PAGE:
We initially identified the Mrs Bateman on the mural as the wife of Sidney Frances Bateman, theatre manager, initially at the Lyceum Theatre with her husband but on his death she carried on alone for 3 years and then moved to Sadler's Wells Theatre which she managed until her death.
2020: Dominic Delargy, of the excellent Soho Bites podcast about the Spirit of Soho Mural, contacted us. On the basis of the facial likeness he suggested that the Mrs Bateman on the mural is actually the actress who was active circa 1793. He then passed on to us some very helpful information he received from, Catherine Haill, a curator at the V&A. She confirms that the Mrs B on the mural is NOT the 19th century wife of Siddney Francis Bateman (1823-81). The Mrs. Bateman who lived in Soho is the subject of this National Portrait Gallery engraving.
I’m sorry to report that there really isn’t much I can tell you about the 18th century Mrs. Bateman though. The reason that she was included in the mural appears to be because she was one of the Soho characters who featured in the book Men and Women of Soho, published in 1903, and in turn from her inclusion in the 1895 book Soho and its Associations, Historical, Literary & Artistic, edited from the manuscripts of E.F. Rimbault by George Clinch. The problem is that neither account says much about her, not even her Christian names or her unmarried name. She lived at 1, Carlisle Street on the corner of Carlisle Street and Soho Square.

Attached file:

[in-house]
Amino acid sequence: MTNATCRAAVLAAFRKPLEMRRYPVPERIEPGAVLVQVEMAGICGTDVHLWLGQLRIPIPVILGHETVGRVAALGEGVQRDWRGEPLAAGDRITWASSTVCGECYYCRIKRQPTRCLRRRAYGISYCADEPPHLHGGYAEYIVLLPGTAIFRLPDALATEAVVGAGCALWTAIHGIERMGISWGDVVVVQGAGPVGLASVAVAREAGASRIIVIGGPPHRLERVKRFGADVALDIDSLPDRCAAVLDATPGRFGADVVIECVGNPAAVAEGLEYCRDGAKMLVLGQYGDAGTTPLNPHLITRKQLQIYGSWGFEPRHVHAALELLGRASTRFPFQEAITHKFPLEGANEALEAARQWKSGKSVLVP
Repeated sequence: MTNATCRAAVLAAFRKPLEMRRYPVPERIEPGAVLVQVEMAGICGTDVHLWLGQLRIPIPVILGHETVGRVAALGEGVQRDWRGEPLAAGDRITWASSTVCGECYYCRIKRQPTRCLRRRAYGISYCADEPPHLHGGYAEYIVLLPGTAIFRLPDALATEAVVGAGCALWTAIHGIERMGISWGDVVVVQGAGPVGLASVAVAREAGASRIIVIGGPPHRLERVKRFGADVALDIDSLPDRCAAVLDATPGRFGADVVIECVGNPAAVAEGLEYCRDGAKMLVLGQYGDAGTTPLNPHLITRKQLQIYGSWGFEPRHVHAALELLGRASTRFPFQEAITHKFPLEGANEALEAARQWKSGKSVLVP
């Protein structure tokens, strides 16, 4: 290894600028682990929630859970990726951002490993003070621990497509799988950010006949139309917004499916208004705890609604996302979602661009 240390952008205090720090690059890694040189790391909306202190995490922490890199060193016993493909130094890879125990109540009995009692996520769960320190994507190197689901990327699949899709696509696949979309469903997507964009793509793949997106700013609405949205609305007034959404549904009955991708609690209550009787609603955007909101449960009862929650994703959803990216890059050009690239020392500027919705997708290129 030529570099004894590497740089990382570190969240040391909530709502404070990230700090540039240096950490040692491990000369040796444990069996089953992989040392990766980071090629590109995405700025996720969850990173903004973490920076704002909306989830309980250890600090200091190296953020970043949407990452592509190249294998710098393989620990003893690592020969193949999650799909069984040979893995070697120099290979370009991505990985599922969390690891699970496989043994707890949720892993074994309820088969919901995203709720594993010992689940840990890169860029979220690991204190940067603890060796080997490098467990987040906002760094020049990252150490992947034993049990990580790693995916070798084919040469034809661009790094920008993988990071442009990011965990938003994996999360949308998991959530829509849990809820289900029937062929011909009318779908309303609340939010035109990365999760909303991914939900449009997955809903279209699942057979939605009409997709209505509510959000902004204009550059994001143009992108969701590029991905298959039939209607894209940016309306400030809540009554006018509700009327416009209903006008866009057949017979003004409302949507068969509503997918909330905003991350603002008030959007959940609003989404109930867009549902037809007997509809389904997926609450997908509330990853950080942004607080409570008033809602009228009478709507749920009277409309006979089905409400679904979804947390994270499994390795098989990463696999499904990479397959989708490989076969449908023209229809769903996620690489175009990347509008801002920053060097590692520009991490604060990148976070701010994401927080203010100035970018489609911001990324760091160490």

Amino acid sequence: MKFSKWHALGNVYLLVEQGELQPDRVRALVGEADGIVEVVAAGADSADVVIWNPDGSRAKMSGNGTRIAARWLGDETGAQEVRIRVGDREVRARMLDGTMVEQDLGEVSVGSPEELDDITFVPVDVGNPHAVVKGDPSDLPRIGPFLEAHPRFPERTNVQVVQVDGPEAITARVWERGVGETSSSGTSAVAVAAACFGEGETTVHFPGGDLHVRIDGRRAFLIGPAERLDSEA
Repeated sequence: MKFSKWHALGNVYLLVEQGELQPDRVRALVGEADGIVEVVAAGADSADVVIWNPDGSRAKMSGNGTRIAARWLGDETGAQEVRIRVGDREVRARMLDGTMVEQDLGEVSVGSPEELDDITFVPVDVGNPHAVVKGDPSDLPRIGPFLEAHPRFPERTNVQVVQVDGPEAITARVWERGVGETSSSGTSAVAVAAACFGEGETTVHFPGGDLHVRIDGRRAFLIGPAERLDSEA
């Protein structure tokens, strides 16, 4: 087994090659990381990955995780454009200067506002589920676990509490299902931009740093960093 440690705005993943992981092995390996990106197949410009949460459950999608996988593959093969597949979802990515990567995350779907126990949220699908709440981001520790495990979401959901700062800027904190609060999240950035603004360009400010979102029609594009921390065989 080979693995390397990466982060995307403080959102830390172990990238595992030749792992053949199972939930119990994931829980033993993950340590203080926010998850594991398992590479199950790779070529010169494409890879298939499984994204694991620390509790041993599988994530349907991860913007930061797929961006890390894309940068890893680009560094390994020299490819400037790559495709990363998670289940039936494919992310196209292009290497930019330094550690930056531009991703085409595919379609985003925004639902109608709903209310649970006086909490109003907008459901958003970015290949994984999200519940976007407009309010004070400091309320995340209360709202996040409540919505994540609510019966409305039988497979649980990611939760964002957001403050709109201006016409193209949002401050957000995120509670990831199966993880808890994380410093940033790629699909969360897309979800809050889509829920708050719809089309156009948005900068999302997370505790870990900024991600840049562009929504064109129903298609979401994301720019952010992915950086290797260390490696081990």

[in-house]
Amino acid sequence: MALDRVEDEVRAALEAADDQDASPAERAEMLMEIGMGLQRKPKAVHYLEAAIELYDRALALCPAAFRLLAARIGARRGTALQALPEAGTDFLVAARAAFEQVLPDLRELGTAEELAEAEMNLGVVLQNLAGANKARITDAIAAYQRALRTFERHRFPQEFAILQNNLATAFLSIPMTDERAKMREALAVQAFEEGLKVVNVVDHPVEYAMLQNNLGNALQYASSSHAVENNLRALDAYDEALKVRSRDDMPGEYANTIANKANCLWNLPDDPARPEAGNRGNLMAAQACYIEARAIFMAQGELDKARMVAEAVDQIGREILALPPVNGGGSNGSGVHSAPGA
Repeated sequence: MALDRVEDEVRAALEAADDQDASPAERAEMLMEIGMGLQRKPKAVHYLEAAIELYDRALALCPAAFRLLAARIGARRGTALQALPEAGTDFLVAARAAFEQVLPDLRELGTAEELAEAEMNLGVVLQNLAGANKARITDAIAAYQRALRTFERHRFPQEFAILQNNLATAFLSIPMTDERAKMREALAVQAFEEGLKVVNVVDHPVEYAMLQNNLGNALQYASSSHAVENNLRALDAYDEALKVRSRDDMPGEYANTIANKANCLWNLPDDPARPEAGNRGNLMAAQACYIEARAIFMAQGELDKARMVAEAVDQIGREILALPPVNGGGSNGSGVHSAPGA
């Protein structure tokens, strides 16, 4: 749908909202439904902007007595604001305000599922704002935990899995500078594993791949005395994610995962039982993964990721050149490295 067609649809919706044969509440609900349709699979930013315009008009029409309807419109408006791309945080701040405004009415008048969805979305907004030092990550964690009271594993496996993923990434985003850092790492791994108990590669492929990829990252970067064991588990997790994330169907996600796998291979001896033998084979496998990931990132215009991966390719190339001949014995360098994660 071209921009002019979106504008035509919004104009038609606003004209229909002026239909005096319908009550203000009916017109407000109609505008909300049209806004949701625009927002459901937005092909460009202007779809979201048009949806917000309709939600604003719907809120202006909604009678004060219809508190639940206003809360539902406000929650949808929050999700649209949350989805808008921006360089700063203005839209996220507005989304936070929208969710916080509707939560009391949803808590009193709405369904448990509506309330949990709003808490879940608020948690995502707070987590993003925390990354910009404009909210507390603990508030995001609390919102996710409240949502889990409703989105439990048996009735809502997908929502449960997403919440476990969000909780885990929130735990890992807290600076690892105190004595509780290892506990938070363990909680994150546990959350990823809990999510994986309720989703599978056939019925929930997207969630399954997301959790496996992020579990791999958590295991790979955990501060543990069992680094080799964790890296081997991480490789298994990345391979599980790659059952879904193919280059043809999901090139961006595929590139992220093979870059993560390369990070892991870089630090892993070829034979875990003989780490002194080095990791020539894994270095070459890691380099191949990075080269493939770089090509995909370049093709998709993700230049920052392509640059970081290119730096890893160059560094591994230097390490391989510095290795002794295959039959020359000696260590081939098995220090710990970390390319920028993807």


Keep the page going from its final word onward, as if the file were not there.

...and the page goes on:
She had a benefit at the Haymarket Theatre in 1793 playing Lady Restless in All in the Wrong, a comedy by Arthur Murphy (1727-1805) at the end of which she performed a fencing bout against ‘the celebrated Chevalier D’Eon’. All in the Wrong had previously been performed at both Drury Lane and Covent Garden theatres. On 16th January 1893 Mrs. Bateman is said to have given what was described as: ‘an elegant entertainment’ to about 500 spectators at 12 noon, but the venue isn’t recorded.
She seems to me to be one of the hundreds of 18th century girls who fancied themselves as actresses and made it into companies on their appearance and willingness to perform onstage – not an occupation approved of at the time, and not one to be continued after marriage in most cases. I don’t think she was from a theatrical family, which was the other well-trodden route to fame on the boards for a girl. Her fencing display would have been a good excuse for her to appear in breeches on stage, thus attracting more patrons to come to her benefit performance for which she would have taken a percentage of the takings.
Our thanks to Dominic and Catherine for correcting our original error and sharing what they know.